My research has shifted from scouring newspaper archives for mention of crops grown one hundred years ago, to interviewing local movers and shakers – or shall I say planters and harvesters – of our current food movement. Last week I had the pleasure of interviewing Thomas Wittman. Most recently of Gophers, Limited fame, he also happened to live and farm at Molino Creek, a co-op which is a manifestation of the sustainable farming movement in Santa Cruz County. Founded in the early 1980’s, Molino Creek is an intentional community organized by graduates of the UCSC Farm and Garden, among others, to grow food and live collaboratively. They also happened to bring us the Dry Farmed tomato, for which we are eternally grateful.
Thomas’s name had been given to me by no fewer than three people as someone to talk to about our famed Dry Farmed tomatoes. These jewels of our farmer’s markets were cultivated first by the folks at Molino Creek, lead by the storied Dick Wadsworth. I was hoping Thomas could answer some questions about dry farmed tomatoes, and Dick Wadsworth. Thomas and I met at Ristorante Avanti on a Tuesday. Paul, the proprietor, greeted Thomas as a friend. Apparently the bar at Avanti is a local farmer watering hole. We were lucky enough to have the sea bass special, with a peach chutney and fried green tomato on the side.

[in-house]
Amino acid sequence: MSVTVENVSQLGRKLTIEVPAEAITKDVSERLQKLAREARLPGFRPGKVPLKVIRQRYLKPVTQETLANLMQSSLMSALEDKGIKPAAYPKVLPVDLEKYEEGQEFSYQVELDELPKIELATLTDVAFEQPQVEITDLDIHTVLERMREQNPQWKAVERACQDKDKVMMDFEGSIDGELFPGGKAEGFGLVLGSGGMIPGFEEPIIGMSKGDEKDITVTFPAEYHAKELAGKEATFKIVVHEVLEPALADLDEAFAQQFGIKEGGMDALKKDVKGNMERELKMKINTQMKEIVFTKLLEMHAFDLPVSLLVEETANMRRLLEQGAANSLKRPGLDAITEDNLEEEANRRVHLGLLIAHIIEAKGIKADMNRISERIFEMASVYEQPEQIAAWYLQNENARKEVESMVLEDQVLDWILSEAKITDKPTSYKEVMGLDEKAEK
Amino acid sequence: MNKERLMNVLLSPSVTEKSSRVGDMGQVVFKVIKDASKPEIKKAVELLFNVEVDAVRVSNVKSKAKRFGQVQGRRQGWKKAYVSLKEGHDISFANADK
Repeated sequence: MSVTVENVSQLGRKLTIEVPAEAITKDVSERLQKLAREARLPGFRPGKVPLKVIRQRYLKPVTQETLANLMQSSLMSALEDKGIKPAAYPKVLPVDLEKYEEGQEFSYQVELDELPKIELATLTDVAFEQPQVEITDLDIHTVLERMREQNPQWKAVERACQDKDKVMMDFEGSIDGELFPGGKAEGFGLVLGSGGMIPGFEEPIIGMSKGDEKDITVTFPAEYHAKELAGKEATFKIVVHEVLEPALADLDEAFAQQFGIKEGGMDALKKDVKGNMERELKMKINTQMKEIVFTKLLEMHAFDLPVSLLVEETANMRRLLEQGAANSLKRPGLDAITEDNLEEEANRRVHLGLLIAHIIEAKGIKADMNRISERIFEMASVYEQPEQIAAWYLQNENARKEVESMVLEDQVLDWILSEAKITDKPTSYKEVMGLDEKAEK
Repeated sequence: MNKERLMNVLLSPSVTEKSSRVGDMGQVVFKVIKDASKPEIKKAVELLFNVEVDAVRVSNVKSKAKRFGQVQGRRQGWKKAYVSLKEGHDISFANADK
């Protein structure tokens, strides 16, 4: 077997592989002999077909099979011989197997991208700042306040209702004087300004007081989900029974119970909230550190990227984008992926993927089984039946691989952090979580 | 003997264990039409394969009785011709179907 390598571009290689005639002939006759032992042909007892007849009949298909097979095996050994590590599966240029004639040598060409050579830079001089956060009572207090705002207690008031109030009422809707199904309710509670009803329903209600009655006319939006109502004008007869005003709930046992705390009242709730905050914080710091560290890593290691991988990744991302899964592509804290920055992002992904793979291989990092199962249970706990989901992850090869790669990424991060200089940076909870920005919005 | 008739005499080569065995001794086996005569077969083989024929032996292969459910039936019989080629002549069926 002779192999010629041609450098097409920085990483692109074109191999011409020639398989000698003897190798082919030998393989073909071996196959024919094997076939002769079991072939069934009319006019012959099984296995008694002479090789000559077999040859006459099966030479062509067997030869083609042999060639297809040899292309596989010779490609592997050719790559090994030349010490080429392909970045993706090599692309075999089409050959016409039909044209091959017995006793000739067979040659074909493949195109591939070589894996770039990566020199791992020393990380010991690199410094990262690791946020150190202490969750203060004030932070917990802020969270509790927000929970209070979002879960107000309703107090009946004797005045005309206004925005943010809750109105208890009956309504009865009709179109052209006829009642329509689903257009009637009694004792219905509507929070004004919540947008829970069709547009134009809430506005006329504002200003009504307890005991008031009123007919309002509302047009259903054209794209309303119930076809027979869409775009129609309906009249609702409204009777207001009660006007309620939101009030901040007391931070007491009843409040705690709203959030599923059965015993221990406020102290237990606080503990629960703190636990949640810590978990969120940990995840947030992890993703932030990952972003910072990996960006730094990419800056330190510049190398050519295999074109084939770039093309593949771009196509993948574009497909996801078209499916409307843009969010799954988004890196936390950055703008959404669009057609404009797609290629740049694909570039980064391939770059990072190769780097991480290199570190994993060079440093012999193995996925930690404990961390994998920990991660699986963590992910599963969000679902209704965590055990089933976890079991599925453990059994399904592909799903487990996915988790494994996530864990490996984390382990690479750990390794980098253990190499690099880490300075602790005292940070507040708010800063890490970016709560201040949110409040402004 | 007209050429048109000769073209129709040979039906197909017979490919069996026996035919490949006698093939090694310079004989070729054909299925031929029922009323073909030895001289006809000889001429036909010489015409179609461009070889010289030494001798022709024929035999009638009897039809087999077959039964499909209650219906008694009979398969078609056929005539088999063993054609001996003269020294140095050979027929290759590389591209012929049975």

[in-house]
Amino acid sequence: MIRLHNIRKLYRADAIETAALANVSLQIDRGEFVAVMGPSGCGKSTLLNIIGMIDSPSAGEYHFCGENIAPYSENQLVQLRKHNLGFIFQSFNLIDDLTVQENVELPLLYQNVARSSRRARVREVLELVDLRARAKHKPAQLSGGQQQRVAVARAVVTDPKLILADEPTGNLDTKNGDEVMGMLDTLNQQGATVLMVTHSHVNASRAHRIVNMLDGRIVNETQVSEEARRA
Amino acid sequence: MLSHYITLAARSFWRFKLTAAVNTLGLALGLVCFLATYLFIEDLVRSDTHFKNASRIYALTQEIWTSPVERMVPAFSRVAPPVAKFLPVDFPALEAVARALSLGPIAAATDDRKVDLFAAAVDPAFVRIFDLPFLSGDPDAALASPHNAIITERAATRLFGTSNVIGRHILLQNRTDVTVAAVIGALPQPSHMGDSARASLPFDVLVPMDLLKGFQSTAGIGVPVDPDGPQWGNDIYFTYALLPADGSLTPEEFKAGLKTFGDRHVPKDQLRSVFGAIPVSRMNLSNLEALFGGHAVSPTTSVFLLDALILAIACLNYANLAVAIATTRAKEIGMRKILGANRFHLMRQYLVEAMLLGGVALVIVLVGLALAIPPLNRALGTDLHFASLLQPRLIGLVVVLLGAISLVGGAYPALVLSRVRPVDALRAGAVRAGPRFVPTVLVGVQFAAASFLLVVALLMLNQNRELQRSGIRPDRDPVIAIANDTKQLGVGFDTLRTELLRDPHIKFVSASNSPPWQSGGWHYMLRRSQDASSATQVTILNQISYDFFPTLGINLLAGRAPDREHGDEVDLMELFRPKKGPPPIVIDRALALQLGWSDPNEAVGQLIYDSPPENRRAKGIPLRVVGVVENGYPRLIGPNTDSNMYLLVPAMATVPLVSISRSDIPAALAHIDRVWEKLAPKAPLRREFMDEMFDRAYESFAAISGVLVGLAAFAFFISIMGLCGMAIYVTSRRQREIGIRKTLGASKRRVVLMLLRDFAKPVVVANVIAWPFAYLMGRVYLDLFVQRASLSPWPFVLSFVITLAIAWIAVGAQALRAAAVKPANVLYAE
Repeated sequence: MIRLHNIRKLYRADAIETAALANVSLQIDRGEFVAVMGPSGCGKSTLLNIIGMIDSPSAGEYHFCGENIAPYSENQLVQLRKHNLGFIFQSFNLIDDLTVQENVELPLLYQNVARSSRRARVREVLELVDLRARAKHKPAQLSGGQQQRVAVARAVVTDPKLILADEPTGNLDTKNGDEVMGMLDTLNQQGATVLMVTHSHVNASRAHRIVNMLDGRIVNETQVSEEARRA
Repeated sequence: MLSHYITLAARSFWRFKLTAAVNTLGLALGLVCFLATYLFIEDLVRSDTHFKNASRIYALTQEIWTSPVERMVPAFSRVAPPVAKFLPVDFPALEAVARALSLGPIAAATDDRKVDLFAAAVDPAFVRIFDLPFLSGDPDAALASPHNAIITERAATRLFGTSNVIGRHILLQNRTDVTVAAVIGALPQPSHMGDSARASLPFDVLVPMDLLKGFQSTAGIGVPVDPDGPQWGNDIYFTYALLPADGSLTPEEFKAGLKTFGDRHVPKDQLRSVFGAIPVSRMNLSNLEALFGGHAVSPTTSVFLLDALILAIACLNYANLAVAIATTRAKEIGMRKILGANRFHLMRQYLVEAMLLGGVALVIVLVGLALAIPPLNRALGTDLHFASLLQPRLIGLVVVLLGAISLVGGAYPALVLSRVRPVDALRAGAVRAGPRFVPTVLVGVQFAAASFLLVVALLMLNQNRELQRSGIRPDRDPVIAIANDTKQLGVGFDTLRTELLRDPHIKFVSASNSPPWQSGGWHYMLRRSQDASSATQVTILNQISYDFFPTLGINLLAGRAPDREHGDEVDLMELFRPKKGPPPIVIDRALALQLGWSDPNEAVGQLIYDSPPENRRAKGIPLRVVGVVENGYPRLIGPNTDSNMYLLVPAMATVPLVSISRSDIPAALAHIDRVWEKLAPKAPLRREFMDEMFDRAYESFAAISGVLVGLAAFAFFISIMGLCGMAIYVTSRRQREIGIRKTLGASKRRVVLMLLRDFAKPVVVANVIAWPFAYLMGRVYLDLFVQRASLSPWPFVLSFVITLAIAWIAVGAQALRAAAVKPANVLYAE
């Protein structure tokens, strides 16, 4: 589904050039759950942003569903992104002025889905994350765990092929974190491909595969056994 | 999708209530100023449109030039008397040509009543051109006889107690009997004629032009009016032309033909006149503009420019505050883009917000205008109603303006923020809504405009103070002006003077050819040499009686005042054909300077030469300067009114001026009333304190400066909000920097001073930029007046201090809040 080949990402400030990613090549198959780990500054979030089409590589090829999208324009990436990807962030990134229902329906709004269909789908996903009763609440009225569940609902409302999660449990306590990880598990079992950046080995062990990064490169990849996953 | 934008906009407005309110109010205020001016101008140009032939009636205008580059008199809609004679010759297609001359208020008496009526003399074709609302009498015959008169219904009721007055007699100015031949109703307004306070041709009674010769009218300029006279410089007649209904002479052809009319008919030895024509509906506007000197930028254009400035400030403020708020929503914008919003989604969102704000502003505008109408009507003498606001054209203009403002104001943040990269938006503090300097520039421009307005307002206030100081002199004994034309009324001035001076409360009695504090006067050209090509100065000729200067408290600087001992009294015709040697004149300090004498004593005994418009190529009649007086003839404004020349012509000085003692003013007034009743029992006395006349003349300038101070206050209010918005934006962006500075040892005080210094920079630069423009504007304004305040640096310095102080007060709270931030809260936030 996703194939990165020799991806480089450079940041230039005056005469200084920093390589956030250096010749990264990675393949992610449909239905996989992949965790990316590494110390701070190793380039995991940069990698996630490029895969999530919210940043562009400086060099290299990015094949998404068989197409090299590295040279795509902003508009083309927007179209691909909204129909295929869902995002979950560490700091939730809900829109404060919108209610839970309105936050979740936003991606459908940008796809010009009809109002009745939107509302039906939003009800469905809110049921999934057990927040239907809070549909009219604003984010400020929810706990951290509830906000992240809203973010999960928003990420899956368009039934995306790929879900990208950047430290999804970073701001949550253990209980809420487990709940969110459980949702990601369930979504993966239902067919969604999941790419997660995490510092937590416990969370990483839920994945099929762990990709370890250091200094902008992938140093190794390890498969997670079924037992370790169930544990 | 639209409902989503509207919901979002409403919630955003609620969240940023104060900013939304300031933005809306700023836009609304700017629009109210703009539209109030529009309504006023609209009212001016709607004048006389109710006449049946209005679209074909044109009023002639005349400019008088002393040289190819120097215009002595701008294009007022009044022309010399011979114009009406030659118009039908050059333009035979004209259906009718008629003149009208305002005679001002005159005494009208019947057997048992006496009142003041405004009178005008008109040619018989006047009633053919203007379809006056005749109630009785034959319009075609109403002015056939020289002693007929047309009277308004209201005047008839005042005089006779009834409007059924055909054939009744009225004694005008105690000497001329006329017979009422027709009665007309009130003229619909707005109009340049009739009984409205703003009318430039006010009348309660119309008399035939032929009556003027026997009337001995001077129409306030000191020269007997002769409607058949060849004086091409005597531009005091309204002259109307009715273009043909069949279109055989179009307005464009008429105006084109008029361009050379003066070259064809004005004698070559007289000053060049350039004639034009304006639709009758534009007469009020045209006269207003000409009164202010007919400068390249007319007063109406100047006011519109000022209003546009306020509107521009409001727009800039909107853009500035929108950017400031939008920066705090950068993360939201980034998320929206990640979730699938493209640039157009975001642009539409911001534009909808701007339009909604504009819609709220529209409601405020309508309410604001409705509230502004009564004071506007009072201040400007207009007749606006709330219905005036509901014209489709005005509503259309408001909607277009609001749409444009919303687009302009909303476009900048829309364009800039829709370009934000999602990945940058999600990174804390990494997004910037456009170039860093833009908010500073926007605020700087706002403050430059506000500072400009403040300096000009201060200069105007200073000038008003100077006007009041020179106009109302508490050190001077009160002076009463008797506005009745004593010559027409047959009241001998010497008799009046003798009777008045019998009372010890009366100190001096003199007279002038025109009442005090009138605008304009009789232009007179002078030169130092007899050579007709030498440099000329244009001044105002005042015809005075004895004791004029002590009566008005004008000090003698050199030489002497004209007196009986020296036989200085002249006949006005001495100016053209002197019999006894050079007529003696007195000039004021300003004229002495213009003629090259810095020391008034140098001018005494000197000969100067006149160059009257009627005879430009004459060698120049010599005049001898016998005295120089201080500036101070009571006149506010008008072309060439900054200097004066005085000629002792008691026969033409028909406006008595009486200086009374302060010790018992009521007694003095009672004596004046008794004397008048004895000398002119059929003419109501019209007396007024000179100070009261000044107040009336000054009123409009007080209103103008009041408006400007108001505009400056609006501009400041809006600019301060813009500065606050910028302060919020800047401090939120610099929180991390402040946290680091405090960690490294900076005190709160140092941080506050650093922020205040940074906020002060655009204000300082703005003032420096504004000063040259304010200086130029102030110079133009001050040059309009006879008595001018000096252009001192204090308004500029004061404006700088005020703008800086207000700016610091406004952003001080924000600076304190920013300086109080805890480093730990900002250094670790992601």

Thomas proved charming and helpful, and gave me some colorful anecdotes to follow up on, including names of Royalty who enjoyed Molino Creek’s tomatoes! My next lines of inquiry will be whether the Ohlone or any other local native folks dry farmed, and whether dry farming would become more common as the drought wears on. If you know of any resources to help with those questions, do let us know!
– Jody Biergiel Colclough